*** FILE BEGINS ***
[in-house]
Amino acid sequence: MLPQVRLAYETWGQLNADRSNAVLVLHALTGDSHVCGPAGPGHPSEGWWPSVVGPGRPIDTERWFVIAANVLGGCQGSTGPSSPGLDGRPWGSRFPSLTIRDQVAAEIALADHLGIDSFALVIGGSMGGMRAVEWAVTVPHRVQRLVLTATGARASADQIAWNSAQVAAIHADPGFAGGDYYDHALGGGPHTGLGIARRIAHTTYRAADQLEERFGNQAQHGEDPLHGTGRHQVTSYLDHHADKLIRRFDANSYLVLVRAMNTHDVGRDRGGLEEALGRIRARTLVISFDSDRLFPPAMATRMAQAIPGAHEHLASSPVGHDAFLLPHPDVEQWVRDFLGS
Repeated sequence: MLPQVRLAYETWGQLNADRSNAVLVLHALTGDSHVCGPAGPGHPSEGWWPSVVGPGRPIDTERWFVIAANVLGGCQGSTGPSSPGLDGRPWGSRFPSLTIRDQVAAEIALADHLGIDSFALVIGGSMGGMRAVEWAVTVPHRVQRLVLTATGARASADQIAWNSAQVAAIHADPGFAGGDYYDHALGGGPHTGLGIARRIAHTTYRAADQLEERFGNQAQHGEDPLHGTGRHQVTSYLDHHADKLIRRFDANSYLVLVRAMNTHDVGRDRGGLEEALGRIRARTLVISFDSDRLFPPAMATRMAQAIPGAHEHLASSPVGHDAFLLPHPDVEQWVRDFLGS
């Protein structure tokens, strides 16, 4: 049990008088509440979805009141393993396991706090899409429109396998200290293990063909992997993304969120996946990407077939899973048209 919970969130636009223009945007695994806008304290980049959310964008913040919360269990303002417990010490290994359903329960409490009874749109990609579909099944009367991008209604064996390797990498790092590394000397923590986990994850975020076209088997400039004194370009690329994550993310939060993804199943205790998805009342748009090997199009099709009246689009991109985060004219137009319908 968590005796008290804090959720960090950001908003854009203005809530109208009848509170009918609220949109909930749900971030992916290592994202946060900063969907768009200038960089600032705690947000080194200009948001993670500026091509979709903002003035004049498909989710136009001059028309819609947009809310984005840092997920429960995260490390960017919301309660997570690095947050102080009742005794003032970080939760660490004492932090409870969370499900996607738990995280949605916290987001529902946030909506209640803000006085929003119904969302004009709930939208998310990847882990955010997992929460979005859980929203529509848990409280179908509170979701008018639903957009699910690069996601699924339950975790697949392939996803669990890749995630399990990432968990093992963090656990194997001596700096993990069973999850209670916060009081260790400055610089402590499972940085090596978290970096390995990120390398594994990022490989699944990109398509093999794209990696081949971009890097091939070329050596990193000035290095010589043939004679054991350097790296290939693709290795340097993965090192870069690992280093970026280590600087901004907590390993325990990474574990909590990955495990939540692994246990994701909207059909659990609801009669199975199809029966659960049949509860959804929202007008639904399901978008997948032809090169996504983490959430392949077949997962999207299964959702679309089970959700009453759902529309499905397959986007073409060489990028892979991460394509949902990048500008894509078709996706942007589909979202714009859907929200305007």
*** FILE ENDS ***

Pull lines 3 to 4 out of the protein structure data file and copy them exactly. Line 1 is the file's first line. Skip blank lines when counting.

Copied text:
Repeated sequence: MLPQVRLAYETWGQLNADRSNAVLVLHALTGDSHVCGPAGPGHPSEGWWPSVVGPGRPIDTERWFVIAANVLGGCQGSTGPSSPGLDGRPWGSRFPSLTIRDQVAAEIALADHLGIDSFALVIGGSMGGMRAVEWAVTVPHRVQRLVLTATGARASADQIAWNSAQVAAIHADPGFAGGDYYDHALGGGPHTGLGIARRIAHTTYRAADQLEERFGNQAQHGEDPLHGTGRHQVTSYLDHHADKLIRRFDANSYLVLVRAMNTHDVGRDRGGLEEALGRIRARTLVISFDSDRLFPPAMATRMAQAIPGAHEHLASSPVGHDAFLLPHPDVEQWVRDFLGS
């Protein structure tokens, strides 16, 4: 049990008088509440979805009141393993396991706090899409429109396998200290293990063909992997993304969120996946990407077939899973048209 919970969130636009223009945007695994806008304290980049959310964008913040919360269990303002417990010490290994359903329960409490009874749109990609579909099944009367991008209604064996390797990498790092590394000397923590986990994850975020076209088997400039004194370009690329994550993310939060993804199943205790998805009342748009090997199009099709009246689009991109985060004219137009319908 968590005796008290804090959720960090950001908003854009203005809530109208009848509170009918609220949109909930749900971030992916290592994202946060900063969907768009200038960089600032705690947000080194200009948001993670500026091509979709903002003035004049498909989710136009001059028309819609947009809310984005840092997920429960995260490390960017919301309660997570690095947050102080009742005794003032970080939760660490004492932090409870969370499900996607738990995280949605916290987001529902946030909506209640803000006085929003119904969302004009709930939208998310990847882990955010997992929460979005859980929203529509848990409280179908509170979701008018639903957009699910690069996601699924339950975790697949392939996803669990890749995630399990990432968990093992963090656990194997001596700096993990069973999850209670916060009081260790400055610089402590499972940085090596978290970096390995990120390398594994990022490989699944990109398509093999794209990696081949971009890097091939070329050596990193000035290095010589043939004679054991350097790296290939693709290795340097993965090192870069690992280093970026280590600087901004907590390993325990990474574990909590990955495990939540692994246990994701909207059909659990609801009669199975199809029966659960049949509860959804929202007008639904399901978008997948032809090169996504983490959430392949077949997962999207299964959702679309089970959700009453759902529309499905397959986007073409060489990028892979991460394509949902990048500008894509078709996706942007589909979202714009859907929200305007």